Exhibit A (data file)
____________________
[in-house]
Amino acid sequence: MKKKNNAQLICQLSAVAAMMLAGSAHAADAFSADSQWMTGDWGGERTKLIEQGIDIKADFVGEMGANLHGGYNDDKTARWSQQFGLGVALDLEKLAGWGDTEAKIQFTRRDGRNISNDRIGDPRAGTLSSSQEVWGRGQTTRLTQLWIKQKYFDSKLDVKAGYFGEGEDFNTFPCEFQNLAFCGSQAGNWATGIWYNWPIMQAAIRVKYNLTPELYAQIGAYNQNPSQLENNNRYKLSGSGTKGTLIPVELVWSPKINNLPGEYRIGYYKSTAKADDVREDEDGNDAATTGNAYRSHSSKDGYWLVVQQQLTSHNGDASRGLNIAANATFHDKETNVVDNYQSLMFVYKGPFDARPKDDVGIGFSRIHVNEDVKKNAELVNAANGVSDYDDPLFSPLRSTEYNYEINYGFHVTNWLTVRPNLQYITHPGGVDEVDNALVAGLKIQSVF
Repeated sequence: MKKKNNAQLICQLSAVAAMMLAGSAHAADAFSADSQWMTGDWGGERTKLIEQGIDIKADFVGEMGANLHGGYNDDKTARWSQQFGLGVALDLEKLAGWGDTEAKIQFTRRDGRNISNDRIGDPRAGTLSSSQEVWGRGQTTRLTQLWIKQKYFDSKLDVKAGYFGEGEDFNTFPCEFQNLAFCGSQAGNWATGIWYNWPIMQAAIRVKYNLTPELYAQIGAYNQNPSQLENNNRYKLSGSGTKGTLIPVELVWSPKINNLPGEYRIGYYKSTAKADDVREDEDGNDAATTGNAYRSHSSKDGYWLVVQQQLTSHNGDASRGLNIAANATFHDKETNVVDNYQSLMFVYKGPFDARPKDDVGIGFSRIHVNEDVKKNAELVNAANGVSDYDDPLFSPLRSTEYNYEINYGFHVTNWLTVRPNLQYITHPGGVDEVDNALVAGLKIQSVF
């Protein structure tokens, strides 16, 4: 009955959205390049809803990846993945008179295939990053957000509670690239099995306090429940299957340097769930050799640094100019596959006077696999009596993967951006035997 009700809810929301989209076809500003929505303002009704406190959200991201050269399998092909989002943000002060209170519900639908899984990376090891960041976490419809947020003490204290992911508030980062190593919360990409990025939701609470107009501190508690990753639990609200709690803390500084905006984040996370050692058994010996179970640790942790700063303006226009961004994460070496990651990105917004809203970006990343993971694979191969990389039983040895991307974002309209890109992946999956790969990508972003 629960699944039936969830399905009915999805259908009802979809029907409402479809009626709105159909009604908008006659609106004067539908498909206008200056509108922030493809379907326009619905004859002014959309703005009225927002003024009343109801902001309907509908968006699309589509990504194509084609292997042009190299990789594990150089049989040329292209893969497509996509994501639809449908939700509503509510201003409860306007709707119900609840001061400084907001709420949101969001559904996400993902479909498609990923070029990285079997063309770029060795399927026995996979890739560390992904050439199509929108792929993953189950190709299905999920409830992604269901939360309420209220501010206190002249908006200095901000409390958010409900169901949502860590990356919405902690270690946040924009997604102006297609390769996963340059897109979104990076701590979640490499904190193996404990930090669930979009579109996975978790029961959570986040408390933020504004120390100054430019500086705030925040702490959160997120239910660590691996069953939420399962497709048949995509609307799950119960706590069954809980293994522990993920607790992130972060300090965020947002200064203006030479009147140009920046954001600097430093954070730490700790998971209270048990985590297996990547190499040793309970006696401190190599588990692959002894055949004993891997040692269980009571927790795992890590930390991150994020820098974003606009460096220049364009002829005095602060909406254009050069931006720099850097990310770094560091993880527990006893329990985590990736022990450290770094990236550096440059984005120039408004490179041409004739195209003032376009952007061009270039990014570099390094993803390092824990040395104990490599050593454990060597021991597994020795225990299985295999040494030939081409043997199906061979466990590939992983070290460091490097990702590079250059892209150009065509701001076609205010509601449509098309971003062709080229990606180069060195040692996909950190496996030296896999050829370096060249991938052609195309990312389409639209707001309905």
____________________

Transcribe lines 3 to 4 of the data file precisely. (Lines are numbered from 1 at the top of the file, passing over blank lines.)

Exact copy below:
Repeated sequence: MKKKNNAQLICQLSAVAAMMLAGSAHAADAFSADSQWMTGDWGGERTKLIEQGIDIKADFVGEMGANLHGGYNDDKTARWSQQFGLGVALDLEKLAGWGDTEAKIQFTRRDGRNISNDRIGDPRAGTLSSSQEVWGRGQTTRLTQLWIKQKYFDSKLDVKAGYFGEGEDFNTFPCEFQNLAFCGSQAGNWATGIWYNWPIMQAAIRVKYNLTPELYAQIGAYNQNPSQLENNNRYKLSGSGTKGTLIPVELVWSPKINNLPGEYRIGYYKSTAKADDVREDEDGNDAATTGNAYRSHSSKDGYWLVVQQQLTSHNGDASRGLNIAANATFHDKETNVVDNYQSLMFVYKGPFDARPKDDVGIGFSRIHVNEDVKKNAELVNAANGVSDYDDPLFSPLRSTEYNYEINYGFHVTNWLTVRPNLQYITHPGGVDEVDNALVAGLKIQSVF
């Protein structure tokens, strides 16, 4: 009955959205390049809803990846993945008179295939990053957000509670690239099995306090429940299957340097769930050799640094100019596959006077696999009596993967951006035997 009700809810929301989209076809500003929505303002009704406190959200991201050269399998092909989002943000002060209170519900639908899984990376090891960041976490419809947020003490204290992911508030980062190593919360990409990025939701609470107009501190508690990753639990609200709690803390500084905006984040996370050692058994010996179970640790942790700063303006226009961004994460070496990651990105917004809203970006990343993971694979191969990389039983040895991307974002309209890109992946999956790969990508972003 629960699944039936969830399905009915999805259908009802979809029907409402479809009626709105159909009604908008006659609106004067539908498909206008200056509108922030493809379907326009619905004859002014959309703005009225927002003024009343109801902001309907509908968006699309589509990504194509084609292997042009190299990789594990150089049989040329292209893969497509996509994501639809449908939700509503509510201003409860306007709707119900609840001061400084907001709420949101969001559904996400993902479909498609990923070029990285079997063309770029060795399927026995996979890739560390992904050439199509929108792929993953189950190709299905999920409830992604269901939360309420209220501010206190002249908006200095901000409390958010409900169901949502860590990356919405902690270690946040924009997604102006297609390769996963340059897109979104990076701590979640490499904190193996404990930090669930979009579109996975978790029961959570986040408390933020504004120390100054430019500086705030925040702490959160997120239910660590691996069953939420399962497709048949995509609307799950119960706590069954809980293994522990993920607790992130972060300090965020947002200064203006030479009147140009920046954001600097430093954070730490700790998971209270048990985590297996990547190499040793309970006696401190190599588990692959002894055949004993891997040692269980009571927790795992890590930390991150994020820098974003606009460096220049364009002829005095602060909406254009050069931006720099850097990310770094560091993880527990006893329990985590990736022990450290770094990236550096440059984005120039408004490179041409004739195209003032376009952007061009270039990014570099390094993803390092824990040395104990490599050593454990060597021991597994020795225990299985295999040494030939081409043997199906061979466990590939992983070290460091490097990702590079250059892209150009065509701001076609205010509601449509098309971003062709080229990606180069060195040692996909950190496996030296896999050829370096060249991938052609195309990312389409639209707001309905």